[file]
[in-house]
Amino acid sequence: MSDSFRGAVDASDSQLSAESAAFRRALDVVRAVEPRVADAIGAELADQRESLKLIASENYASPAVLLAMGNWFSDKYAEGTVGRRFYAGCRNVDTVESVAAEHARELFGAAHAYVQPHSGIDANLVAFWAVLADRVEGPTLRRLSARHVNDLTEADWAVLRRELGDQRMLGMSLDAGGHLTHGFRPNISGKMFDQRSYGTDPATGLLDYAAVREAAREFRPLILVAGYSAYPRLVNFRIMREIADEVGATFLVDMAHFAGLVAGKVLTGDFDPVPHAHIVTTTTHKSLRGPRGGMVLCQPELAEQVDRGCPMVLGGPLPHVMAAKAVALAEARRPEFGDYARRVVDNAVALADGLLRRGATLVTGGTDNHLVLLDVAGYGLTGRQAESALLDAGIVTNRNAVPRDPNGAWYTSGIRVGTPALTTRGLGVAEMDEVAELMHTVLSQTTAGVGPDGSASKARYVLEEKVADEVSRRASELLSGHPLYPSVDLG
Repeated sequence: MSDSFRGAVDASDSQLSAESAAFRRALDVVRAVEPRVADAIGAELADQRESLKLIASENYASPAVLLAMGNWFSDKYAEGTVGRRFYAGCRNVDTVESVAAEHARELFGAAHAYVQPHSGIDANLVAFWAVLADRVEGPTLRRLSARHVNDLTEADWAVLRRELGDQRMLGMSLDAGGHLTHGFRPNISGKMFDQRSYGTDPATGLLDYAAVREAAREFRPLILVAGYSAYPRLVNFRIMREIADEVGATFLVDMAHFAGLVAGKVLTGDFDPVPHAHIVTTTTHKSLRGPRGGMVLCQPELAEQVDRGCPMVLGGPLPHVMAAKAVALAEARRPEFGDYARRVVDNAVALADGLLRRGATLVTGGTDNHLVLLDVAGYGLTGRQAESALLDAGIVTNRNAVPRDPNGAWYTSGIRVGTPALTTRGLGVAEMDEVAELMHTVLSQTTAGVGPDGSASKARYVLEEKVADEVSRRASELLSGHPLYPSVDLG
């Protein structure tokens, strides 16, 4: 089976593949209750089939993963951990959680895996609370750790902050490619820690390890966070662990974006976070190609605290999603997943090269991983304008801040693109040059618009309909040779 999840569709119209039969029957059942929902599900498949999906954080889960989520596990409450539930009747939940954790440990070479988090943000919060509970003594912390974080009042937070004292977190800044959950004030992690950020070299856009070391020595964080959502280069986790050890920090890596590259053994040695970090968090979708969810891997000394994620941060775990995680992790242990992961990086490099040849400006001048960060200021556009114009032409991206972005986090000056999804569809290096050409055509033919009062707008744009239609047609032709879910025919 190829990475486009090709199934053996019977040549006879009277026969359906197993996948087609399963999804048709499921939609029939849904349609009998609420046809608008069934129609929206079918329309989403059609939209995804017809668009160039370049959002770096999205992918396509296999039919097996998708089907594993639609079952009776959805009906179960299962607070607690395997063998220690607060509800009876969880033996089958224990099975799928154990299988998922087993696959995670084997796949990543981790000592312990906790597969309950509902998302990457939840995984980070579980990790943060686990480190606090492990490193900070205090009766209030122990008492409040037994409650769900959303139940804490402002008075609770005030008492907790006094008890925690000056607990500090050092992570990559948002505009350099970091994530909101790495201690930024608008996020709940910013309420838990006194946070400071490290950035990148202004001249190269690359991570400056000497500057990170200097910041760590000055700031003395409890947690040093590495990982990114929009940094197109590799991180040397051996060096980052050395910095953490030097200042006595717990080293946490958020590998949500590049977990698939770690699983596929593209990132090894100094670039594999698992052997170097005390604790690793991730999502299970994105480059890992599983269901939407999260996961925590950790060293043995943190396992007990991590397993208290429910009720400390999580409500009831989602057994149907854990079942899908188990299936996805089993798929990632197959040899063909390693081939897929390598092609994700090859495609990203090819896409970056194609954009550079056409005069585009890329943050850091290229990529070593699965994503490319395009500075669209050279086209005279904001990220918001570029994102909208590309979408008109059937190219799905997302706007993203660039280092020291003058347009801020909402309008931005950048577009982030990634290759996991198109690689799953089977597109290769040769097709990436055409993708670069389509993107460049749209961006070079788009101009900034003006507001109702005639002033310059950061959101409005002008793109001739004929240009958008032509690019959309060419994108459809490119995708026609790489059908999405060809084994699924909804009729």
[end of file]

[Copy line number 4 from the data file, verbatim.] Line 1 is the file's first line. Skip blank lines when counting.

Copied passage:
């Protein structure tokens, strides 16, 4: 089976593949209750089939993963951990959680895996609370750790902050490619820690390890966070662990974006976070190609605290999603997943090269991983304008801040693109040059618009309909040779 999840569709119209039969029957059942929902599900498949999906954080889960989520596990409450539930009747939940954790440990070479988090943000919060509970003594912390974080009042937070004292977190800044959950004030992690950020070299856009070391020595964080959502280069986790050890920090890596590259053994040695970090968090979708969810891997000394994620941060775990995680992790242990992961990086490099040849400006001048960060200021556009114009032409991206972005986090000056999804569809290096050409055509033919009062707008744009239609047609032709879910025919 190829990475486009090709199934053996019977040549006879009277026969359906197993996948087609399963999804048709499921939609029939849904349609009998609420046809608008069934129609929206079918329309989403059609939209995804017809668009160039370049959002770096999205992918396509296999039919097996998708089907594993639609079952009776959805009906179960299962607070607690395997063998220690607060509800009876969880033996089958224990099975799928154990299988998922087993696959995670084997796949990543981790000592312990906790597969309950509902998302990457939840995984980070579980990790943060686990480190606090492990490193900070205090009766209030122990008492409040037994409650769900959303139940804490402002008075609770005030008492907790006094008890925690000056607990500090050092992570990559948002505009350099970091994530909101790495201690930024608008996020709940910013309420838990006194946070400071490290950035990148202004001249190269690359991570400056000497500057990170200097910041760590000055700031003395409890947690040093590495990982990114929009940094197109590799991180040397051996060096980052050395910095953490030097200042006595717990080293946490958020590998949500590049977990698939770690699983596929593209990132090894100094670039594999698992052997170097005390604790690793991730999502299970994105480059890992599983269901939407999260996961925590950790060293043995943190396992007990991590397993208290429910009720400390999580409500009831989602057994149907854990079942899908188990299936996805089993798929990632197959040899063909390693081939897929390598092609994700090859495609990203090819896409970056194609954009550079056409005069585009890329943050850091290229990529070593699965994503490319395009500075669209050279086209005279904001990220918001570029994102909208590309979408008109059937190219799905997302706007993203660039280092020291003058347009801020909402309008931005950048577009982030990634290759996991198109690689799953089977597109290769040769097709990436055409993708670069389509993107460049749209961006070079788009101009900034003006507001109702005639002033310059950061959101409005002008793109001739004929240009958008032509690019959309060419994108459809490119995708026609790489059908999405060809084994699924909804009729």